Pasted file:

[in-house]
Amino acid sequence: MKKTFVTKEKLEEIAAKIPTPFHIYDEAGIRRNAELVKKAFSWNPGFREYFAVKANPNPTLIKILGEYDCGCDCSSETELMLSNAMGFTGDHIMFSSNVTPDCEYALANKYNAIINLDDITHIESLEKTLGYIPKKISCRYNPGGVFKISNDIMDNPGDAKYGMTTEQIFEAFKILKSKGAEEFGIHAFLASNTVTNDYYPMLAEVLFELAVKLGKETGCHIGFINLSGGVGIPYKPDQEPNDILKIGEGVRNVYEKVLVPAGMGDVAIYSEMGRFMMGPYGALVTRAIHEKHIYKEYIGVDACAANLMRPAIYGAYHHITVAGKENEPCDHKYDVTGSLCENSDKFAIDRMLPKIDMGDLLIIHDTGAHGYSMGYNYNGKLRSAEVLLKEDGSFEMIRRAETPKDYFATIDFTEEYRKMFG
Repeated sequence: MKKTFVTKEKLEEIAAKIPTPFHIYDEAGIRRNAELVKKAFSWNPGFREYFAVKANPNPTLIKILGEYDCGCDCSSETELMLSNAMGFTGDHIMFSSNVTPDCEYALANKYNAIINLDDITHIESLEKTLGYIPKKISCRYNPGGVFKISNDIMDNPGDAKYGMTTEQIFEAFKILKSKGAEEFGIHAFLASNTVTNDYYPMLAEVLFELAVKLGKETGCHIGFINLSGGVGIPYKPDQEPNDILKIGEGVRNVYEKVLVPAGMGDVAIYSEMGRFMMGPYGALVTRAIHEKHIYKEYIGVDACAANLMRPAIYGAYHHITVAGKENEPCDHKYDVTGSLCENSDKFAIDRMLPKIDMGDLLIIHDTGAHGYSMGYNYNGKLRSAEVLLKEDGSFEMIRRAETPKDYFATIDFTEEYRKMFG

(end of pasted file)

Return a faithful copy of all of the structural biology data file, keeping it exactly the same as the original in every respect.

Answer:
[in-house]
Amino acid sequence: MKKTFVTKEKLEEIAAKIPTPFHIYDEAGIRRNAELVKKAFSWNPGFREYFAVKANPNPTLIKILGEYDCGCDCSSETELMLSNAMGFTGDHIMFSSNVTPDCEYALANKYNAIINLDDITHIESLEKTLGYIPKKISCRYNPGGVFKISNDIMDNPGDAKYGMTTEQIFEAFKILKSKGAEEFGIHAFLASNTVTNDYYPMLAEVLFELAVKLGKETGCHIGFINLSGGVGIPYKPDQEPNDILKIGEGVRNVYEKVLVPAGMGDVAIYSEMGRFMMGPYGALVTRAIHEKHIYKEYIGVDACAANLMRPAIYGAYHHITVAGKENEPCDHKYDVTGSLCENSDKFAIDRMLPKIDMGDLLIIHDTGAHGYSMGYNYNGKLRSAEVLLKEDGSFEMIRRAETPKDYFATIDFTEEYRKMFG
Repeated sequence: MKKTFVTKEKLEEIAAKIPTPFHIYDEAGIRRNAELVKKAFSWNPGFREYFAVKANPNPTLIKILGEYDCGCDCSSETELMLSNAMGFTGDHIMFSSNVTPDCEYALANKYNAIINLDDITHIESLEKTLGYIPKKISCRYNPGGVFKISNDIMDNPGDAKYGMTTEQIFEAFKILKSKGAEEFGIHAFLASNTVTNDYYPMLAEVLFELAVKLGKETGCHIGFINLSGGVGIPYKPDQEPNDILKIGEGVRNVYEKVLVPAGMGDVAIYSEMGRFMMGPYGALVTRAIHEKHIYKEYIGVDACAANLMRPAIYGAYHHITVAGKENEPCDHKYDVTGSLCENSDKFAIDRMLPKIDMGDLLIIHDTGAHGYSMGYNYNGKLRSAEVLLKEDGSFEMIRRAETPKDYFATIDFTEEYRKMFG